Ethan: Meteor Hunter is a puzzle-platformer brought to us by the independent game developer Seaven Studio. You play as Ethan, a fierce rat who has gained telekinetic powers thanks to an unfortunate happening with a meteor. With his new gift Ethan is able manipulate time and objects, two talents that become extremely handy in dealing with puzzles.
You are introduced to Ethan, a rat with the ability to manipulate time and objects thanks to a close call with a meteor. You will use your newfound powers to work your way through an increasingly difficult series of puzzles. It reminded me of a modernized Mario. Ethan isn’t a game that you will mindlessly point and click your way through. The puzzles are challenging, engaging, and vary enough to keep the game fresh and entertaining.
Ethan: Meteor Hunter reminds me of the classic Mario game, however the graphics are updated to fit the modern gaming needs. You can clearly see the difference between several kinds of wood, stone and other materials used in the game. Thanks to the variation of deathtraps, puzzles and other mechanics, each level will feel completely different. The game doesn’t requires much from your computer so you won’t need an absolute beast to run it but it is advised to play it on a Dual Core processor with at least 2 GB RAM.
Down at its core, Ethan: Meteor Hunter reminds me an awful lot of the classic Mario which says a lot about the 2.5D side-scrolling platform side of the game. It has all the elements that is needed for a great platformer and it has been spiced up with puzzles, time stop mechanics and the usage of real-time physics with a wide array of objects that can lead to multiple solutions to the puzzles. Don’t let the easy levels at the start fool you, the difficulty increases quickly. Getting the Broken Arm achievement is inevitable, you’re going to die once the game starts becoming tougher. Due to this, Ethan: Meteor Hunter one of the most challenging and excellent platformers that you will play.
The time stop mechanic used in the game is innovative and proves to be an interesting gameplay mechanic. Freezing time can only be done when you have a charge available. The charges generally appear when needed. This gives you a good idea of what you need to do, although it will not solve the puzzle for you. The game will outline an area in which you have absolute control over the objects which can be picked up, moved and rotated. Most of the times, these time stops have to be correctly timed and you need to understand that wooden objects will go up in flames when it reaches a torch. Having this simple knowledge and using it will avert pointless deaths.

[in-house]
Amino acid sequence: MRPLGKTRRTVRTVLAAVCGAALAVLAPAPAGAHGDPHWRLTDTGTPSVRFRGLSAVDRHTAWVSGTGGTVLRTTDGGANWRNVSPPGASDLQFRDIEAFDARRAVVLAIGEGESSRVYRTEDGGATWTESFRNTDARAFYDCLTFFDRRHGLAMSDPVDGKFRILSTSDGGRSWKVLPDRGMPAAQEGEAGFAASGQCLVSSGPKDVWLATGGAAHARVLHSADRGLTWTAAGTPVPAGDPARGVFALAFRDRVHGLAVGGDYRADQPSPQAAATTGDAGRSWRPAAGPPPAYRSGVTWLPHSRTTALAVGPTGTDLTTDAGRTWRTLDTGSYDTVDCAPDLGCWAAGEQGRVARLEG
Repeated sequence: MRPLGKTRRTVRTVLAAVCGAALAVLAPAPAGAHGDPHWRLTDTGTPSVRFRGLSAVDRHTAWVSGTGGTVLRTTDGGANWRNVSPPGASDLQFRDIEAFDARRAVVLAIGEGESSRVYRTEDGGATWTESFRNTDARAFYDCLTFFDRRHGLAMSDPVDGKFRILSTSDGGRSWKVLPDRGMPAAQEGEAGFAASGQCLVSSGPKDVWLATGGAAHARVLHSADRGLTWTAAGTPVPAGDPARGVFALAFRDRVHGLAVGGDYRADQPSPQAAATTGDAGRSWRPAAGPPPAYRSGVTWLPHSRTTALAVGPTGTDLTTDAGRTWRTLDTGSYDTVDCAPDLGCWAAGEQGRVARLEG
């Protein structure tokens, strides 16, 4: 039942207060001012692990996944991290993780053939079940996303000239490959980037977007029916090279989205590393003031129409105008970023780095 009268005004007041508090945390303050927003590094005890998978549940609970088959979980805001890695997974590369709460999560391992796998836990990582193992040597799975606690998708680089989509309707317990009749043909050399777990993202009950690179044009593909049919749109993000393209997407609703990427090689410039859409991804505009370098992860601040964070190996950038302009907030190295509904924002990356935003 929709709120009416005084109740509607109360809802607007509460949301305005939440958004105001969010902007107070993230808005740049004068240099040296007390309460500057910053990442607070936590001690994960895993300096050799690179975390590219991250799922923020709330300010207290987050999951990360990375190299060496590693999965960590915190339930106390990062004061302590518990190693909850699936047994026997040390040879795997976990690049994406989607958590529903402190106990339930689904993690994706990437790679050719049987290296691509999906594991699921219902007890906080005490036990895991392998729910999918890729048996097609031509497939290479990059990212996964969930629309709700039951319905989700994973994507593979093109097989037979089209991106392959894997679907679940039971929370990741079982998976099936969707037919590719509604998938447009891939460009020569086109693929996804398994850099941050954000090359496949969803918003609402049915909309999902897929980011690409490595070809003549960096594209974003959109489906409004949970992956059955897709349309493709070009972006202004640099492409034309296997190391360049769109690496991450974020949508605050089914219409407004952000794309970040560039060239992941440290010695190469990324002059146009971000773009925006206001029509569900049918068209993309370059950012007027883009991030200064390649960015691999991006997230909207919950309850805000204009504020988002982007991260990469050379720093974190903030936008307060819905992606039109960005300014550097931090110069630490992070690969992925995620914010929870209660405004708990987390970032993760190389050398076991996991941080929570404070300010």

This is not another mindless p0int & click sidescroller. The game does a fabulous job of staying fresh by presenting unique challenges and puzzles. There are a levels where Ethan will be glued on a pogo-stick, or controlling an aircraft blasting anything that may present a threat. All of this seems a bit odd in a platformer game but it makes a nice change of scenery.
The mouse and keyboard control can be fully remapped to your own liking, which is positive for any player that prefers to play purely with a keyboard. The gamepad controls can’t be remapped but the settings they have going work like a charm and are in fact quite easy to learn. I played the game with an Xbox 360 controller, it is also compatible with Sony’s Dualshock.
Are you competitive? Good because every level in Ethan: Meteor Hunter has a leader board where you can place yourself in three different categories: time, pauses used, and amount of fragments collected. You can focus on one at a time or you can focus on all three together. You can compete in the world leaderboards, or compare your achievements to your friends.
Ethan: Meteor Hunter contains 3 different worlds with no less than 17 levels each, for a total of 51 unique levels! This amount, combined with the hundreds of puzzles and different ways to die serves for plenty of variation in the game and loads of enjoyable gameplay hours.
Other than the soundtrack, the Deluxe Edition also contains an art book filled with several pages of deadly items and mechanics needed to complete a level. You can also find a few detailed character developments, several death causes and still animations, prototype developments of the backdrops and even a title development process. There’s also a game guide hidden in the Deluxe Edition if you find yourself stuck on a level needing a little help.
There are 30 achievements to unlock if you play Ethan: Meteor Hunter on Steam, for those obsessed with collecting badges or trading cards. In order to complete the badges, you need eight cards which is the average amount for most games, and the badges certainly look shiny.
Ethan is a great game guaranteed to give you countless hours of enjoyable gameplay. It’s clear that Seaven Studios put a lot of time and effort into this game and didn’t skimp on the little details you may see with other indie titles.
Ethan: Meteor Hunter was released on PlayStation Network and PC late October 2013 but was recently Greenlit on Steam and will soon be available on the PlayStation Vita.